“So you have two acquisitions working together there in terms of raw ability to deliver a rich hotel search experience and some brilliant mobile app developers who built the first mobile app for hotels and they can also work on how to make that an overall travel experience.”
Over a year ago, Skyscanner acquired the Chinese travel company Youbibi, which brought its local knowledge of the Chinese travel market to Tianxun, Skyscanner’s Chinese website.
“That acquisition has been very rich in terms of getting the best possible experience for our users in China. There are a lot of offline travel agents in China similar to high street travel agencies and a cool piece of the [Tianxun] platform lets you book tickets with those offline travel agents but online. A fundamental thing for us is this notion of coverage, so you have the best available price for the ticket. We have all the airlines so you see all the flights that go somewhere and this enables us to cover more of the agencies in China – not just the online travel agencies but we can get hundreds of offline travel agencies into the product so they have individual rates to travelling to a particular region. It also brings us better integration in Chinese social platforms and brought us integration with more payment methods in China.”
Skyscanner’s platforms not only support customers’ needs but businesses as well. Recently they launched Skyscanner for Business.
“We’re also looking at how we can use this data to better inform travellers in terms of their decision making process. As we grow, we acquire more data and useful insight and how we actually turn that into value for our customers will be a really important scenario for us. It’s a really exciting time for a technologist’s point of view, disk space is getting cheaper and computing resources are coming down so you can actually afford to do analyses on these apps. A) You can afford to store it and it’s easy to do so and B) you can start running analyses on these things to find useful insights.”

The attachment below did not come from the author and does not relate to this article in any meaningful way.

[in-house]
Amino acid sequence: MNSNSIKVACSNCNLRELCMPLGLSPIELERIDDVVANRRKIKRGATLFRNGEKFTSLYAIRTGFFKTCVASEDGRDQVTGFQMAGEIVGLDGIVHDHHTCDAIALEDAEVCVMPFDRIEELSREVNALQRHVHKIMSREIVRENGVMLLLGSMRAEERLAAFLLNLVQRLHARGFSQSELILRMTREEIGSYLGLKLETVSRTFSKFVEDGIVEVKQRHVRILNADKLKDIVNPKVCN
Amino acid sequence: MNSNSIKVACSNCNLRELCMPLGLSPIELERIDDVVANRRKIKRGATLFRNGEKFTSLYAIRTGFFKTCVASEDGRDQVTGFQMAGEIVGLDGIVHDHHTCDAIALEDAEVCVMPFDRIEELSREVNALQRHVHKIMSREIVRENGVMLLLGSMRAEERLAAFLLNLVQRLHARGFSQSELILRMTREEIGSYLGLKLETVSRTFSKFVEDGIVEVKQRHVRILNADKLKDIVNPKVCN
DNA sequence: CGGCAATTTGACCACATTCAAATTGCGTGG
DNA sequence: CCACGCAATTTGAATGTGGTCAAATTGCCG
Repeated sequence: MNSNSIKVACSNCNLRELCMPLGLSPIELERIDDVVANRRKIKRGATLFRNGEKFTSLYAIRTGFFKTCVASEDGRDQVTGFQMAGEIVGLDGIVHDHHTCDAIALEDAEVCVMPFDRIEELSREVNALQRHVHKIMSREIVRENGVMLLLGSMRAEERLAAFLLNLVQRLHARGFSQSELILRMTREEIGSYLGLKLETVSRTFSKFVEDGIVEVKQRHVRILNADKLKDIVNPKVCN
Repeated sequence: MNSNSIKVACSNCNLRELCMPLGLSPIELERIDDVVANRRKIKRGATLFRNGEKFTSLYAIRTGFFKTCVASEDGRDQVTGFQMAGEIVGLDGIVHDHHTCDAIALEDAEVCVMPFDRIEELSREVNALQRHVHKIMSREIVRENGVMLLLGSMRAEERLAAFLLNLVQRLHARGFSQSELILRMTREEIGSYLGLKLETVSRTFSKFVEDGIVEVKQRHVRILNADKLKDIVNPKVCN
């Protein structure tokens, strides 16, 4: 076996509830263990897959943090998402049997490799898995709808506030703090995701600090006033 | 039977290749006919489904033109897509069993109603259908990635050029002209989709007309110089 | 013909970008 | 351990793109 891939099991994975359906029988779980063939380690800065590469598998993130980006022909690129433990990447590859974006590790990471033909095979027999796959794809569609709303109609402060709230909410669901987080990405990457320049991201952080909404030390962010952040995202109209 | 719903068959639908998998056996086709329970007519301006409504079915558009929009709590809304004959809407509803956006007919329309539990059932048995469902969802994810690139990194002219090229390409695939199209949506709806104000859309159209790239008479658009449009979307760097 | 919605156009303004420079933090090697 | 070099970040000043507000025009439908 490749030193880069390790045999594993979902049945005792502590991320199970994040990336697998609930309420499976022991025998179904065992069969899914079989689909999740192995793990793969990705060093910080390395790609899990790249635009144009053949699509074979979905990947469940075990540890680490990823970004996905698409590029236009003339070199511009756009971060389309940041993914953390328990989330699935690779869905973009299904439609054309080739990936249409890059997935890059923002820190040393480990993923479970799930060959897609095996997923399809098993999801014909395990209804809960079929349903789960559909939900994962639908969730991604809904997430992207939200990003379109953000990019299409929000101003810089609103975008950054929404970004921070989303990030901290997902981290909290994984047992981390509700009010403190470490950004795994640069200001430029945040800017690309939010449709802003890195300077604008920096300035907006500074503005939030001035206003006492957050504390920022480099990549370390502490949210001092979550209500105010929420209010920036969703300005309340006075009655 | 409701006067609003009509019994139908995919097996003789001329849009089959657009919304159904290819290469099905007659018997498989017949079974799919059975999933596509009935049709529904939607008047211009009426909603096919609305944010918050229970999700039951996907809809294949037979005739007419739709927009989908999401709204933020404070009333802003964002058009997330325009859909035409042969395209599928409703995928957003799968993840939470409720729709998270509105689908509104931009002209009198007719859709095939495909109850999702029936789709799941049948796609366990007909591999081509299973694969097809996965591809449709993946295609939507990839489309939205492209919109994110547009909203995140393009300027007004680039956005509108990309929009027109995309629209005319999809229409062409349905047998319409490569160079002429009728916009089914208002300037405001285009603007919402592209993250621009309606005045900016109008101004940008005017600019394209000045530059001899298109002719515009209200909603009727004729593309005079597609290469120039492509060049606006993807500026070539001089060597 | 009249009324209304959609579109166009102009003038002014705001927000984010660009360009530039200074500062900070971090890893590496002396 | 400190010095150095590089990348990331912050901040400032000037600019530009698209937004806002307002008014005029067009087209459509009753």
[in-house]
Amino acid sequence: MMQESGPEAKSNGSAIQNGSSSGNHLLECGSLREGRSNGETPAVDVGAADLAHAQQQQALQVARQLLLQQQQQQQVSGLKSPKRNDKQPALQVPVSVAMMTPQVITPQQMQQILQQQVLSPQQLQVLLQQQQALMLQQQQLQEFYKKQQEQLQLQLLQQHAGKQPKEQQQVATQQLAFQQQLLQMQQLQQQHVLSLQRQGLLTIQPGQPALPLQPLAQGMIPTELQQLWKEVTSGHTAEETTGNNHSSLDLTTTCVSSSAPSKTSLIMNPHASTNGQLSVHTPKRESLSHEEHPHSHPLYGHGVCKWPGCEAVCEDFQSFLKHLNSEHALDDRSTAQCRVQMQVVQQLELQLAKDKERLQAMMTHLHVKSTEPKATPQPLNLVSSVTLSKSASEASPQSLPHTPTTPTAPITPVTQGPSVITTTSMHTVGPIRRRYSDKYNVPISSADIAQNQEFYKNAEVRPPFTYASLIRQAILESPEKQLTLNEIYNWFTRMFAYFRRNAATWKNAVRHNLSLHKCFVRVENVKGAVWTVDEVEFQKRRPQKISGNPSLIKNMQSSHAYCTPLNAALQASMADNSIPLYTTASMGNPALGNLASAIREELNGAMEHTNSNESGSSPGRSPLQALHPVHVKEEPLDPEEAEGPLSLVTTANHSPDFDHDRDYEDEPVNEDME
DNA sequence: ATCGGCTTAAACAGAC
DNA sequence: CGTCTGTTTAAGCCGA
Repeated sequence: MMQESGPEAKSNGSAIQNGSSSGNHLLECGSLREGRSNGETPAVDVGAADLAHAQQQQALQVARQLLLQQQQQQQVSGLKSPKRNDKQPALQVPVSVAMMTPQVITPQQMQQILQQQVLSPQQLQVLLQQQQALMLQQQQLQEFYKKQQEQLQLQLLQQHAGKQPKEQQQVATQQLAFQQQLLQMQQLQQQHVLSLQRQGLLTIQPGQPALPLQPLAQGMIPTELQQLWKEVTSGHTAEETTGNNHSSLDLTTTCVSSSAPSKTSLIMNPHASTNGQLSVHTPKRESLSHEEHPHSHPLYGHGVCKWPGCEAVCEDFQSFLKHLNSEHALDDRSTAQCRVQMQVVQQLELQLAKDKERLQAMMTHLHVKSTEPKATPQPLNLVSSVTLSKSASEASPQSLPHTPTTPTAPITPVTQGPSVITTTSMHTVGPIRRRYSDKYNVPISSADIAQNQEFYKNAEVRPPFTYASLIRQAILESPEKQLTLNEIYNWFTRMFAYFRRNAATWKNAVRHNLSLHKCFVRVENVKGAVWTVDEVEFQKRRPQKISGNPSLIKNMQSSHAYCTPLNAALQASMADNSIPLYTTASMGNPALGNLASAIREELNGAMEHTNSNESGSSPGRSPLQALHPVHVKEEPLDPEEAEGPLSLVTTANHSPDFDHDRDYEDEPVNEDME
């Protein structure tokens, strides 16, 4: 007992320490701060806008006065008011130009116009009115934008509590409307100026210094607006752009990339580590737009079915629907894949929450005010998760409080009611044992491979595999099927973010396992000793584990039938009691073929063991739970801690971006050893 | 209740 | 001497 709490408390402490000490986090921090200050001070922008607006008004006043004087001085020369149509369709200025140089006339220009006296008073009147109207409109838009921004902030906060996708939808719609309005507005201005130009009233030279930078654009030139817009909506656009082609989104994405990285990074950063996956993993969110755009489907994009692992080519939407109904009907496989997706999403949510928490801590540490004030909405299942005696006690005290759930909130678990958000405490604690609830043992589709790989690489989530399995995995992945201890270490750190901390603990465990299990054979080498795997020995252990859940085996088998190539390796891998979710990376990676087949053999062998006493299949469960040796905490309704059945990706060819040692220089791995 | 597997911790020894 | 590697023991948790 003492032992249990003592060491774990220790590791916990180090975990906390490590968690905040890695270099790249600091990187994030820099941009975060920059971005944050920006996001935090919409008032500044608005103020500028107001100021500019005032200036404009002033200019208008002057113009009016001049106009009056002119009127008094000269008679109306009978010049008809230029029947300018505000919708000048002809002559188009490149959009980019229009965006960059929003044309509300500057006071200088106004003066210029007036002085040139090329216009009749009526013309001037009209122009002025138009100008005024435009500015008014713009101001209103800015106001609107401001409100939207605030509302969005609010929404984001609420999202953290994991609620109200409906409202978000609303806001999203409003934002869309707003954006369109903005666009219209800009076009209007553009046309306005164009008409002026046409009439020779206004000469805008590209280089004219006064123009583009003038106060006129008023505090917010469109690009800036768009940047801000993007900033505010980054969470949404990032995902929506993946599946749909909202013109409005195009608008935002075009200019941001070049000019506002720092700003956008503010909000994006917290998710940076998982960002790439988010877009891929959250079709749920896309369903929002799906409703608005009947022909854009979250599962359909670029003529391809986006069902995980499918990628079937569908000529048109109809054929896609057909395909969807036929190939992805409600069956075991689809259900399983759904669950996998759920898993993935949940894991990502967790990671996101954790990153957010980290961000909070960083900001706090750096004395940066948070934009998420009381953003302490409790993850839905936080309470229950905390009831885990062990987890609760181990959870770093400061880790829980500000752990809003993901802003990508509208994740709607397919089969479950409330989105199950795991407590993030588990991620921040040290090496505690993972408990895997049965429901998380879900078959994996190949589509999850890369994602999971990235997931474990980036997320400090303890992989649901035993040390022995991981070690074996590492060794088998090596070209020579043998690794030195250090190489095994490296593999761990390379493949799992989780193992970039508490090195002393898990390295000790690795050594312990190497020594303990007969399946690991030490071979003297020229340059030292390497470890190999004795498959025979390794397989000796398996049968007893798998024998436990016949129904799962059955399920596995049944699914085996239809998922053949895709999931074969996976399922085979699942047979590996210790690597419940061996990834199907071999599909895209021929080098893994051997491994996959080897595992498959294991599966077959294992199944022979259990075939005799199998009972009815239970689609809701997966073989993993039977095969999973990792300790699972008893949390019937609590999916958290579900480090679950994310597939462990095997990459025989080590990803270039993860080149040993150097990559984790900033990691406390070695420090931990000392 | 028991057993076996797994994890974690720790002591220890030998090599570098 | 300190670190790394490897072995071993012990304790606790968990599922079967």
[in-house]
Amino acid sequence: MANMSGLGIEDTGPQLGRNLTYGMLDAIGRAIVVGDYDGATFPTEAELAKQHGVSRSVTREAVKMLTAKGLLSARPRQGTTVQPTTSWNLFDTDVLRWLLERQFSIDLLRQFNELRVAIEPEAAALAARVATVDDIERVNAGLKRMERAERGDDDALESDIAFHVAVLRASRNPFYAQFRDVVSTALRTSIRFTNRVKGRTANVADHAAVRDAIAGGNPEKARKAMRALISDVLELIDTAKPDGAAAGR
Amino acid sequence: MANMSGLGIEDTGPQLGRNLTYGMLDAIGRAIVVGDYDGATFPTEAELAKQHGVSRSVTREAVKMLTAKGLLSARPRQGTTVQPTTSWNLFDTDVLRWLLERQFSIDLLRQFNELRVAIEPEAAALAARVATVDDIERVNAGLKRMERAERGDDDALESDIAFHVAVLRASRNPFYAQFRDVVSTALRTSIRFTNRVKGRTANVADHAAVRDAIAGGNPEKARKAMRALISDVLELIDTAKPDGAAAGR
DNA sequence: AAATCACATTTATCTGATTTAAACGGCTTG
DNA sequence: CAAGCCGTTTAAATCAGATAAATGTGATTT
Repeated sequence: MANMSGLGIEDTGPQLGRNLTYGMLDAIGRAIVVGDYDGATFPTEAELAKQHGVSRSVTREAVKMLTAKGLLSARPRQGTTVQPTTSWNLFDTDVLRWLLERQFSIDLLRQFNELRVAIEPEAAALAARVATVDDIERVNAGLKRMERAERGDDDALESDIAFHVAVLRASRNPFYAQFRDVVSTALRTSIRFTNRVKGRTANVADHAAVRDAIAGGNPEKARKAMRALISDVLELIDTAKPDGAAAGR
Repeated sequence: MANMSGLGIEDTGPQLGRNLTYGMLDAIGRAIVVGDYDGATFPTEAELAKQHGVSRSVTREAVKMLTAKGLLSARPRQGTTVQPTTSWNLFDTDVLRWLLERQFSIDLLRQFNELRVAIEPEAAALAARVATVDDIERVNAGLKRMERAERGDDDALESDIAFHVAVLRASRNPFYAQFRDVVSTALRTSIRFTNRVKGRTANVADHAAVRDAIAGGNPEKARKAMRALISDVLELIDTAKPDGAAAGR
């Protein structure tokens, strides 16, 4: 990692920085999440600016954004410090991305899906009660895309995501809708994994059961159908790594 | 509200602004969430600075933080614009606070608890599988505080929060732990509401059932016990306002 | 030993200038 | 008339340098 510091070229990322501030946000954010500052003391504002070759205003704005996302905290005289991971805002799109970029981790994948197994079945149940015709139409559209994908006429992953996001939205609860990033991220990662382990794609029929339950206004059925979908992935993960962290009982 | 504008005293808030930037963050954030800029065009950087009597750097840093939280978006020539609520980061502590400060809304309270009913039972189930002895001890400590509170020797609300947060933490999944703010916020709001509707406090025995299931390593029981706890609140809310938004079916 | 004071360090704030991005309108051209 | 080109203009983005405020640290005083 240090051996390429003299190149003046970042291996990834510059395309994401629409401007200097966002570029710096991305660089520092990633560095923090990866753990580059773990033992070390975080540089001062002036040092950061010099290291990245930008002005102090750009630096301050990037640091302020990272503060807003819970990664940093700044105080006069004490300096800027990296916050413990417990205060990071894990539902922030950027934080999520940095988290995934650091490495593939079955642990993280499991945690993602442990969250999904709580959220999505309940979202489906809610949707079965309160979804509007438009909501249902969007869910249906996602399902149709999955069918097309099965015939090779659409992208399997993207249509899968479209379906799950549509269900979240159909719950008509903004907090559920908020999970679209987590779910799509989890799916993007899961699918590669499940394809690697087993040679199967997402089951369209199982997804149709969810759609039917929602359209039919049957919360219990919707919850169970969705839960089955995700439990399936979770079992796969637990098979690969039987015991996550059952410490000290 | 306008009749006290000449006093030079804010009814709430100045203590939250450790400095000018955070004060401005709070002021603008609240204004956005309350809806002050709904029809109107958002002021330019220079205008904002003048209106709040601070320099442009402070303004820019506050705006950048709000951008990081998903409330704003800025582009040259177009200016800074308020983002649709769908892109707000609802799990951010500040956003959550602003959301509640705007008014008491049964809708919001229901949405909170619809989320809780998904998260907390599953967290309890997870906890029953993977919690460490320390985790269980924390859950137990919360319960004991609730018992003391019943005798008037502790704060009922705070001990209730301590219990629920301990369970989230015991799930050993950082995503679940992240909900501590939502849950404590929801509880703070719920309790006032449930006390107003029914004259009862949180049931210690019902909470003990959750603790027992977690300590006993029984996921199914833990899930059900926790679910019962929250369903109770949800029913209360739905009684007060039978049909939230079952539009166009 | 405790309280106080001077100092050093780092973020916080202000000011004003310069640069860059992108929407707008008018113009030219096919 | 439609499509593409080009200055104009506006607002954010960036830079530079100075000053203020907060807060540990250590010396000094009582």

Skyscanner also powers other websites with their technology, which they build in house.
“We provide that technology essentially as APIs to power other websites so for example we power websites like Lonely Planet in terms of their travel search. For companies that don’t necessarily have the technical capability to integrate the data feed, we provide them with white label [software] to brand the website as their own so it’s a really nice user interface. We take things a little bit further for them and that’s a very easy level of integration for them. So we’re providing businesses with the ability to make the most of our platform and technology and provide consumers with travel search, but we also have these business-to-business products – like route planning and to look at how they’re performing in certain markets. This is an emerging market for us where we’re producing products and seeing what people want.”
As my time with Alistair draws to a close, it is apparent that Skyscanner will be focusing on big data, with the advent of its new Chief Data Officer, Adam Drake, and its mobile platform in the foreseeable future. Skyscanner will be an interesting travel company to watch as it continues to make its transition from start up into a growing multinational travel company. Before Alistair leaves, he gives one travel recommendation for those who appreciate good food and technology.
“I love the food you get in China. It’s so cheap and there’s such variety but it’s also just a phenomenally exciting place. In Shenzhen, the rate at which skyscrapers are going up and the mum and dad shops that are building mobile phones with open sourcing of chips and even creating custom mobile phones that will have small distributions and people selling electronic components to put things together is unbelievably exciting. So it inspires my stomach and also my intellectual interests.”